Sources: Emmitt Smith to Retire
There was lots of discussion on talk radio this morning about the impending retirement of Emmitt Smith, the NFL’s all-time rushing leader.
Running back Emmitt Smith, the NFL’s all-time leading rusher, will retire this offseason, sources told ESPN. Several Smith confidants said that, barring a last-minute change of plans, Smith will announce his retirement on Thursday in Jacksonville, site of Super Bowl XXXIX. It is believed that Dallas Cowboys owner Jerry Jones will attend the announcement. Reached by the Dallas Morning News on Tuesday in Jacksonville, Smith did not confirm he was retiring. “Did you see my year last year? Do you think I’m ready to retire?” he was quoted as saying.
Smith, 35, played 13 seasons for the Cowboys, helping them win three Super Bowls, and played the last two seasons with the Arizona Cardinals. He becomes an unrestricted free agent in March.
Smith was in Jacksonville on Monday, where he was at a dinner to honor past Super Bowl MVPs. When asked about retiring, he told the Dallas Morning News that he wanted to retire as a Cowboy, but stopped short of saying he would retire this offseason. “I will, in some way, shape or form,” Smith said about retiring as a Cowboy. “There’s always a chance [of not playing in 2005]. Somebody has got to want me, and if they don’t want me, then what? … I want to play. I want to do what I want to do.” Smith may sign some sort of ceremonial one-day deal with Dallas. In recent years, other veteran star players have returned to the teams where they spent their glory days.
The St. Paul (Minnesota) Pioneer Press speculated that Smith could join an investment group that is trying to buy the Vikings.
After an injury-plagued first season with the Cardinals in 2003, Smith rushed for 937 yards and nine touchdowns this season. He has 18,355 yards overall and 164 TDs. He was the league’s most valuable player in 1993. Neither the Cardinals nor Cowboys had any announcements planned regarding Smith.
While I’m amazed that Emmitt has managed to hang on this long, he actually had something of a revival last year. A story in yesterday’s Fort Worth Star-Telegram gave every impression that Emmitt was hoping to continue his career.
If former Cowboys running back Emmitt Smith has a choice, he’ll play football again next season. He realizes, though, he might not have a choice. “There is always a way. There is always a chance,” Smith said when asked Monday if he might retire this off-season. “I mean somebody has to want me. If they don’t want me, then what?”
Smith faced that situation with the Cowboys two seasons ago when coach Bill Parcells was hired. They did not want him back, so after 13 seasons, he left and signed with the Cardinals. His contract is up, though. He becomes a free agent in March and there is not likely to be as many suitors this time for the 35-year-old.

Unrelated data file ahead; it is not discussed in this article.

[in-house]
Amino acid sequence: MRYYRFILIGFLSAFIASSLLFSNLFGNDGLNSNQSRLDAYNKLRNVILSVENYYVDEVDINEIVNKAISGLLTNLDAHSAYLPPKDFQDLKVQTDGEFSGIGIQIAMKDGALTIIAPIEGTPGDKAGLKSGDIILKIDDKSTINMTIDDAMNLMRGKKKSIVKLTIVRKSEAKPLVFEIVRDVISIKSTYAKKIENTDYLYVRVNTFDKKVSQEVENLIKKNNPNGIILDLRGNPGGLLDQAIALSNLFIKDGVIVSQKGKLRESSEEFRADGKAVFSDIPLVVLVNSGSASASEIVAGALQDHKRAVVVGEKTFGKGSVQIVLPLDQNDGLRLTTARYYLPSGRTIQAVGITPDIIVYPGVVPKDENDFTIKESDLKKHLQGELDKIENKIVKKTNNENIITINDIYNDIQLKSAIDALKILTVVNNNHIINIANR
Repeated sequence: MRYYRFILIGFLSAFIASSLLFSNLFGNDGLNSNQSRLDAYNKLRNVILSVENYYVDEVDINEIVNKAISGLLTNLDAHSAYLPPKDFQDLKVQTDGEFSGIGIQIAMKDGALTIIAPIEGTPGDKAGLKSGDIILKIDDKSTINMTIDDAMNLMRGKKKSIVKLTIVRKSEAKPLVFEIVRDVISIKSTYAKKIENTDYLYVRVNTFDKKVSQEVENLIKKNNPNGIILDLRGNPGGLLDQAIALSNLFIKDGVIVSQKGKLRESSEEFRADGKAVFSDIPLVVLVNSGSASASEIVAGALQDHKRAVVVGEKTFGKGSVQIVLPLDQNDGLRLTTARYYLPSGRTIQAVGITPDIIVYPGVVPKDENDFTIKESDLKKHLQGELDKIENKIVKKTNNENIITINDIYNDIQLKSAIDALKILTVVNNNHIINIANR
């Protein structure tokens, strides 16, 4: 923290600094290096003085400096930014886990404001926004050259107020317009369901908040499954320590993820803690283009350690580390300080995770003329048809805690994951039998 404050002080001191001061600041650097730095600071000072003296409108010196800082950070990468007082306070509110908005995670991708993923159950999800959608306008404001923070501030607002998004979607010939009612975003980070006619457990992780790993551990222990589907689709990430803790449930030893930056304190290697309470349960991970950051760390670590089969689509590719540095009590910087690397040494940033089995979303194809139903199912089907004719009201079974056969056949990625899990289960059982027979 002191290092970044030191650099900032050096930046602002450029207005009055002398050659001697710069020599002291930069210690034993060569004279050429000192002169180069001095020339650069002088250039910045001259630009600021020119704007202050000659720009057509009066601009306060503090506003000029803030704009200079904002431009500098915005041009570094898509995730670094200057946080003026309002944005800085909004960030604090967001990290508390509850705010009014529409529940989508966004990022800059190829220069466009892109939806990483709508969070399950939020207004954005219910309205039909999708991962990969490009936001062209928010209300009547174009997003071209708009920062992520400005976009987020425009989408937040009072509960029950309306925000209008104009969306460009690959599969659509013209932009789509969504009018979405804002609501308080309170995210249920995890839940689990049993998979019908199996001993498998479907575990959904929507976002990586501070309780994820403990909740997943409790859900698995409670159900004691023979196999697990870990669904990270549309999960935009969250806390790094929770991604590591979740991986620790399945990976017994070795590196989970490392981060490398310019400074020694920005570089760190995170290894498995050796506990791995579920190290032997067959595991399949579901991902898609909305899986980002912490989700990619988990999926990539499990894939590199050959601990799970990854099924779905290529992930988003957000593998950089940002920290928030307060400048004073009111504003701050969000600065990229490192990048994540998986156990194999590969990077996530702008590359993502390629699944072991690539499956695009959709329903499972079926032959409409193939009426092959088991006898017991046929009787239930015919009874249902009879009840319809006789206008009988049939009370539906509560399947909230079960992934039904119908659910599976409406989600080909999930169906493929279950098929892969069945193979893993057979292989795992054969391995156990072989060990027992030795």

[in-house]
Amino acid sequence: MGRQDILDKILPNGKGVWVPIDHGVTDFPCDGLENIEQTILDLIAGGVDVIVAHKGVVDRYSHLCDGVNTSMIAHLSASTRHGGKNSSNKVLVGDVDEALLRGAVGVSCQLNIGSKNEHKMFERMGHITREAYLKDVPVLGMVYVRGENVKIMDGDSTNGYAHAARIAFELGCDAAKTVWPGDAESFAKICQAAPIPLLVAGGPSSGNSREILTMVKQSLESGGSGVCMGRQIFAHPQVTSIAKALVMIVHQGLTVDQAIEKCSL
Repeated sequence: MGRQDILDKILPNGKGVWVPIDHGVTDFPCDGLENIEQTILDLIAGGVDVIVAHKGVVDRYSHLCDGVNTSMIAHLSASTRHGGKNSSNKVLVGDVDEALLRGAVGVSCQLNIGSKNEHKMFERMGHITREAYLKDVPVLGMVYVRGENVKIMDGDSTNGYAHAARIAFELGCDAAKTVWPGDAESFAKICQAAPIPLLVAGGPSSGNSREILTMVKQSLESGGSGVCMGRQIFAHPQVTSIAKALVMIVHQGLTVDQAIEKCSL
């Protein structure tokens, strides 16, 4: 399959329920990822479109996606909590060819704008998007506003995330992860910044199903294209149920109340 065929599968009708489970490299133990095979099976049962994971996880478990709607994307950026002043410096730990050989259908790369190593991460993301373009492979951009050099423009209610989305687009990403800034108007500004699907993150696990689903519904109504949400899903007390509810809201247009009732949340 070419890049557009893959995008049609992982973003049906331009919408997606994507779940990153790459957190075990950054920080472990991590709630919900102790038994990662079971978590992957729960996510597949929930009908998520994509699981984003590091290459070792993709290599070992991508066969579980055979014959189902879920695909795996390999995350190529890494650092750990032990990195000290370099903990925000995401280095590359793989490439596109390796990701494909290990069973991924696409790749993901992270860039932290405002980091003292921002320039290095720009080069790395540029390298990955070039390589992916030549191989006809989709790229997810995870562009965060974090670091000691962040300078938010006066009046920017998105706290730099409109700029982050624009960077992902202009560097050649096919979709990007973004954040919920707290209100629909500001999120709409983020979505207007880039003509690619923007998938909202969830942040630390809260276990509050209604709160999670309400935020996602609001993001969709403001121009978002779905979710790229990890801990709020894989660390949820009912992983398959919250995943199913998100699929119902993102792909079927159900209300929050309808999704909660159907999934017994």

If not, Smith said he’ll retire. With a star on his helmet. “I will,” Smith said when asked if he would like to end his career as a Cowboy, “in some way, shape or form.”
If he’s willing to become a role player and play for less than a star’s salary, he could well catch on with another team. Indeed, he’d be an excellent fit with the Cowboys, now that Julius Jones has shown that he can be a reliable starter.
ESPN’s John Clayton doesn’t think Smith would be willing to take a lesser role, and says it’s time for him to fade into the sunset:
The timing of Emmitt Smith’s impending retirement couldn’t be any better. While the Patriots are on the eve of becoming the first team of the decade in the new millennium, Smith reminded the football world of the team of the 1990s, the Dallas Cowboys. He will retire during the week Michael Irvin is up for his first vote for enshrinement in the Pro Football Hall of Fame. Troy Aikman, a potential first ballot Hall of Famer himself, is announcing Super Bowl XXXIX.
Smith. Irvin. Aikman. They were the Big Three that Jimmy Johnson used to build the only team in NFL history to win three Super Bowls in four years. The Packers dynasty was one of discipline and execution. The Steelers built their dynasty around defense and a running offense. For the 49ers, it was the precision and basketball-like passing offense devised by Bill Walsh and executed by Joe Montana. The Cowboys brought the star system to the Super Bowls. Jimmy Johnson was the maverick coach from college who jumped up and down along the sidelines and brought back the speed on defense with his 4-3 scheme.
The star-system ruled on offense. Aikman was the classic Super Bowl quarterback with the classic pocket passing style and the big-time arm. Irvin was the flashy receiver who played more physical than his size and made big plays with flare. And Smith was the warrior. Drafted 17th in the first round in 1990 because he supposedly lacked speed, Smith never played like a running back who had a 4.6 40 time. His style was efficient and forceful. Irvin made plays like a lightning bolt. Smith was more stealth, nothing flashy, just efficient.
Jim Brown had the power and intimidation that scared defenses. Barry Sanders embarrassed defenders with his sharp cuts and moves. Walter Payton had the high kick and the professionalism. Smith outgained and outlasted them all. He played an incredible 226 games, starting 219 of them. He had an NFL record 18,355 yards and 164 touchdowns. His style was no-nonsense. So was his work ethic. He would get to the workout room with the Cowboys as early as 5 a.m., preparing himself year round for the season. Emmitt Smith was one of the most reliable athletes in all of sports. He rarely had bad games, and the bigger the game, the better the performance. If defenses stacked eight in the box to stop him, Smith would lower his shoulder and bounce plays to the outside.